An insistent effort by the Hrant Dink Foundation against hate speech in Turkey

Pınar Ensari and Funda Tekin explain the work of the Hrant Dink Foundation in countering hate speech in Turkey.

The Hrant Dink Foundation, named in honour of the late journalist and advocate of Turkish-Armenian reconciliation and human rights in Turkey, has been conducting a study titled Media Watch on Hate Speech since 2009.

This aim of this initiative is to draw attention to discriminatory discourse, particularly against ethnic and religious identities, sexist, homophobic and transphobic discourse, and news containing hate speech. The project aims to raise public awareness and reduce the use of hate speech in the media, to produce knowledge on the concept of hate speech, and create a space for discussion so as to promote a more respectful and informed language on human rights and minorities.

As part of this effort, all printed national newspapers and approximately 500 local newspapers are monitored on the basis of key words. These include, amongst others the words: Armenian, Christian, Muslim, Jew, British, Kurdish, Turkish, separatist, traitor, infidel, perverted, reactionary, and bigot. The Hrant Dink Foundation runs a media monitoring centre to identify news items containing derogatory statements. It also publishes reports on hate speech every four months and a sample of the collected data is uploaded weekly to the website, the analysis for which is then widely promoted though social media.

The Foundation is the only institution since 2009 which has published systematic and continuous studies about the media and discourse in Turkey, its work is therefore more comprehensive than other organisations which cover particular groups or for specific periods of time. Along with efforts by academics and civic initiatives, this has helped raise the profile of the debate concerning hate speech in Turkey.

The media monitoring study has revealed a significant increase in hate speech in the printed press since 2009, which is even more widespread in social media. The most targeted groups have been non-Muslim minorities, Jews, Armenians, Greeks and Christians. Since 2014, Syrian refugees have increasingly been targeted. Indeed, in 2015, they were the third most targeted group after Jews and Armenians. There is a huge variation in the form this hate speech takes, with the mainstream media being more covert than some of the overtly nationalist and conservative publications.

The media monitoring work also reveals significant findings about how hate speech is disseminated. The time of the year and public agenda strongly influences which groups are targeted. Christians for example are targeted more often around Christmas; animosity against Armenians increases around the Armenian Genocide Remembrance Day in April, and antisemitism increases when the Israeli-Palestinian conflict is more prominent in the news. The most targeted groups, Jews, Armenians and Christians, are however targeted irrespective of public events.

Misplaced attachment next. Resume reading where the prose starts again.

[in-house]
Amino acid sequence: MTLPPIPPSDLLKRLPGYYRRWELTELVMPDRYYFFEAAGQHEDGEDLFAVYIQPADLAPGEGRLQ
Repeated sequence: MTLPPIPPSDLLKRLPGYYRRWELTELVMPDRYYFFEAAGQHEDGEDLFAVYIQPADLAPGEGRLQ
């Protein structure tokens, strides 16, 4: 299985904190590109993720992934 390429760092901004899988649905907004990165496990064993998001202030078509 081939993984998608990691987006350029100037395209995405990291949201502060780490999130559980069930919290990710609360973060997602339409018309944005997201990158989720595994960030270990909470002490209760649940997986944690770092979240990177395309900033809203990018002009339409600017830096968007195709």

From 2013, the Foundation started publications on discrimination as well as hate speech. A different public issue is scrutinised every four months and a specific research methodology is developed for the topic to conduct a discriminatory discourse analysis. Case studies of published reports have been prepared on topics as varied as the 100th commemoration of the Armenian Genocide, the Gezi Park protests, Syrian refugees, and discriminatory language towards Jews in the media in light of Operation Israel launched against Gaza.

The Gezi Park report showed that all papers used discriminatory discourse surrounding different subjects and in different ways. Direct discriminatory discourse was more frequently observed in newspapers with a critical stance against the Gezi Park protests. A report on the representation of Alawites found that some newspapers would prefer to portray Alawites as “people who only protest and have a suspicious faith”. The report on Armenian Genocide Remembrance Day meanwhile reflected how the topic has been used to reconstruct public perceptions on the Genocide as an apolitical “matter of condolences”. A report on the coverage of Jews indicated that examined news articles and columns largely blame Jews responsible for Israel’s foreign policy. The Foundation’s report on Syrian refugees found that media coverage reduced Syrians to a military and security problem, failing to consider the human rights of the refugees.

The Media Watch on Hate Speech initiative has continued to improve conceptually and methodologically because of the active participation and collaboration with university students, academics, media workers and civil society actors.

In 2013, a university syllabus, called Discrimination, Hate Speech and Media, was prepared with the help of consulted academics who work on hate speech and discrimination. The aim of this syllabus, intended to be taught over the course of one term, was to raise student awareness about hate speech in the media, strengthen their skills in analysing its content, and more importantly, assist them to develop awareness of discrimination in their professional lives. After the syllabus was produced, an edited volume was produced by Mahmut Çınar, called Medya ve Nefret Söylemi: Kavramlar, Mecralar, Tartışmalar or Media and Hate Speech: Concepts, Outlets, Discussions, to engage and involve the general reader.